After ruling the Philippines for almost half a millennium, Spain ceded control to the United States. The result? By 1899, the U.S. military was facing an armed rebellion in the Philippines that lead to the development of the .38 Special cartridge (and .45 ACP).
Thanks to this, we now have one of the most popular and versatile rounds ever made. But how did all this happen? First, here’s an infographic that summarizes the .38 Special timeline.
.38 Special Origins
Manufactured by Colt, the .38 Long Colt and the related pistol line were insanely popular. In fact, it was so popular that rival manufacturers such as Winchester offered its firearms chambered in the .38 Long Colt. However, there was one problem with the .38 Long Colt: It lacked velocity.
During the Philippine War, American soldiers would fire several .38 Long Colt bullets to take down ONE Moro Jihadi (the enemy). Seriously… the round was that weak. If they had any hope to compete on the world stage, the U.S. military would have to do something drastic. It would have to create a new cartridge. A round that would fire faster, hit harder, and penetrate further.
A Lethal Design
In 1898, the U.S. military developed and introduced the .38 Special cartridge, which was designed to overcome the underwhelming limitations of the .38 Long Colt. The resulting design was a miraculous round for the time — capable of fitting not only the old .38 Long (and .38 Short) Colt weapons, but the new .38 Special cartridge could be fired from the Navy’s old cap-and-ball revolvers and the soon-to-come .357 Magnum.
This ability to fit and fire in so many different firearms led the .38 Special to become massively popular among service members and the decision to create the versatile .38 Special cartridge revolutionized the military. By 1907 however, multiple innovations made by John Browning and Colt would make the .38 Special cartridge’s time short-lived in widespread military service.
Soon, the U.S. military would employ the very same program that brought the .38 Special into existence to replace the round with the .45 ACP. The love affair with the .38 Special, however, would continue in America for the thousands upon thousands of servicemen who fired it, setting the base for a long-lasting love affair with the .38 Special cartridge.
Law Enforcement’s Best Friend
By the 1920s, a nation full of police officers was looking to replace their outdated, single-action revolvers with something new and more effective. Prohibition helped fuel an organized crime wave and many police officers found themselves routinely outgunned with their standard-issue, single-action revolvers.
Like the soldiers in the Philippines 30 years before them, police forces were looking for a more powerful round, and found a solution with the .38 Special cartridge. Eventually, the round would become so popular among U.S. police forces that it would be used for almost a century in departments across the country. The success did not go unnoticed.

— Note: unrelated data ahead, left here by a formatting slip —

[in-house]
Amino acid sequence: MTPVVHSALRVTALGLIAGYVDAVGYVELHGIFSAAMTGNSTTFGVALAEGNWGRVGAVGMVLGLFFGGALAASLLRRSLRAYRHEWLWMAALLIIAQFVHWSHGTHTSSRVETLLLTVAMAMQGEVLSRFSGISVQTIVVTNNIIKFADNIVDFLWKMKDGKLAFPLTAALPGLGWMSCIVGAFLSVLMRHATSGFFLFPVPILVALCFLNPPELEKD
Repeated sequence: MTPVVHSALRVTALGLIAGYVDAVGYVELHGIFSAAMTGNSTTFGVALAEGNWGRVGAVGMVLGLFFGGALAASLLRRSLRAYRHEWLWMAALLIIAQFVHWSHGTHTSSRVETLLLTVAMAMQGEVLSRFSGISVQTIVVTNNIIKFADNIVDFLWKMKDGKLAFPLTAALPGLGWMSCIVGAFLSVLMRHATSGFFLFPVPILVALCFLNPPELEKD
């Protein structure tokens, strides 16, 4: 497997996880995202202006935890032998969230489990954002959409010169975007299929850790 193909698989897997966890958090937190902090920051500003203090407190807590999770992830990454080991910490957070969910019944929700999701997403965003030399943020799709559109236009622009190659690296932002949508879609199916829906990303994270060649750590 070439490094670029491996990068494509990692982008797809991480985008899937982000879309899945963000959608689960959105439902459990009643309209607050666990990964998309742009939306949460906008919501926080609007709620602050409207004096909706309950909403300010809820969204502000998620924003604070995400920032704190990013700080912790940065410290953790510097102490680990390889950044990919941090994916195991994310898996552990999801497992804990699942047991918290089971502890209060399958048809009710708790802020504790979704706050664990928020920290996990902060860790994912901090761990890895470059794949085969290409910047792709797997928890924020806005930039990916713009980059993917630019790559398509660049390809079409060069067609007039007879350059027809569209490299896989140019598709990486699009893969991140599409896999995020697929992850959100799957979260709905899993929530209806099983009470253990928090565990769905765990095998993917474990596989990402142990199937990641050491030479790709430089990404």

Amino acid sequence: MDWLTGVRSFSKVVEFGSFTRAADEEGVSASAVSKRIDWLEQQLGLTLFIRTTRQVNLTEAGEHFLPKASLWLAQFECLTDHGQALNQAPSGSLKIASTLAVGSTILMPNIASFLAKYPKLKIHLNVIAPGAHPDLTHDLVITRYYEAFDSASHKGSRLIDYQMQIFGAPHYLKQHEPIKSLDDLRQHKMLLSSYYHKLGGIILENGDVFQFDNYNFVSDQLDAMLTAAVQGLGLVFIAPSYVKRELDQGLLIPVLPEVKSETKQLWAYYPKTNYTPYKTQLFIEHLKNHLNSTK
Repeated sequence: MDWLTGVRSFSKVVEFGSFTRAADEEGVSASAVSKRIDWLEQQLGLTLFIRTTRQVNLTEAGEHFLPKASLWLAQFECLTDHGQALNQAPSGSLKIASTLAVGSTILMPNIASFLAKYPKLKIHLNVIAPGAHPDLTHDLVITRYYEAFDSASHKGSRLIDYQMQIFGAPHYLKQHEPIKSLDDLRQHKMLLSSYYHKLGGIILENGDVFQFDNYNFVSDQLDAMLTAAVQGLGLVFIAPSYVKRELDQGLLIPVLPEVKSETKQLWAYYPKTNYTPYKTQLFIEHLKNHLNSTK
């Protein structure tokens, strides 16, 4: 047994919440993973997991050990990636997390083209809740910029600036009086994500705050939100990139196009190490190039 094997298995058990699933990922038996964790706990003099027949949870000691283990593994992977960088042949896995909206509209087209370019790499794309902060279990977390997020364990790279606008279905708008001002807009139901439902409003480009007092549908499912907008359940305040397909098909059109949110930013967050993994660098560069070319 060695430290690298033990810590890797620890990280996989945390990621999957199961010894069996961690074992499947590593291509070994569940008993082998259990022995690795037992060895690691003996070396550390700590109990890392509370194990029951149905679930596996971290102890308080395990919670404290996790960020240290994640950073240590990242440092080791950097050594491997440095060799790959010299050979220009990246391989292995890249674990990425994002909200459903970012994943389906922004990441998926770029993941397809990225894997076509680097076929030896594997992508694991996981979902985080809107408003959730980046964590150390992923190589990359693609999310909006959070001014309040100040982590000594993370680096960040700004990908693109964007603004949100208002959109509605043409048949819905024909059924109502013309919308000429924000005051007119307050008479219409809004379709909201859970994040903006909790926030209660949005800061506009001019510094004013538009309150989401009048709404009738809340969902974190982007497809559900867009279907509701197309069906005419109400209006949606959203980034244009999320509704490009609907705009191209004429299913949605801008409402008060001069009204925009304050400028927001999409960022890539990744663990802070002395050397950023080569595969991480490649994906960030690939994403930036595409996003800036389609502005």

Taking advantage of the ingenious design of the .38 Special cartridge, the FBI introduced the “FBI Load” in 1972 — known to most of us as the “+P” bullet. Loaded with more powder, more penetration, and more stopping power, this variation of the .38 Special round became the standard load for federal, state, and local law enforcement entities for decades — until more popular semi-automatic pistols began to replace the older-style revolvers.
Many, however, objected to the .38 Special cartridge. The reason? Some believed that since the .357 Magnum — a more powerful cartridge — existed, why not use that? There were a host of benefits to using a smaller cartridge, but first people had to understand it.
.38 SPL vs. .357 Mag
To start, the .357 Magnum is a larger, more powerful round, but that’s about where the advantages end, and where your difficulties are going to begin. If quickly grabbing an easy-to-wield pistol is your main concern, the .357 Magnum is not what you are looking for. The magnum round is very large. The pistols chambered for .357 Magnum are big and heavy. If you need the gun in a hurry, the difference in size is going to leave you struggling to handle the weapon when you need it the most.
With the .38 Special and the newer loads, you could get the best of both worlds. They could provide comparable stopping power and penetration to a .357 Magnum round, and the pistols that fire .38 Special are smaller and much easier to access. These advantages over the large, heavy, and often unwieldy .357 Magnum pistols have led to one burning question that must be answered.
The Most Popular Round in the World?
This cartridge is a uniquely American creation that has stood the test of time to remain one of the most popular pistol loads ever created. While that’s already saying a lot, the fact that it saw wide use by the police, military, and FBI is a testament to how practical, capable, and popular the .38 Special cartridge was — and still is today. It should be looked at as a champion example of design and engineering. The .38 Special is a utilitarian, all-in-one option round for target shooters, hand loaders, and home defense alike.
Have you ever fired a .38 Special cartridge? If so, what are your thoughts on it? Let us know in the comment section.
Editor’s note: This post was originally published in April of 2020. It has been completely revamped and updated for accuracy and clarity.
Source link: https://blog.cheaperthandirt.com/history-38-special/?utm_source=rss&utm_medium=rss&utm_campaign=history-38-special by Richard Douglas at blog.cheaperthandirt.com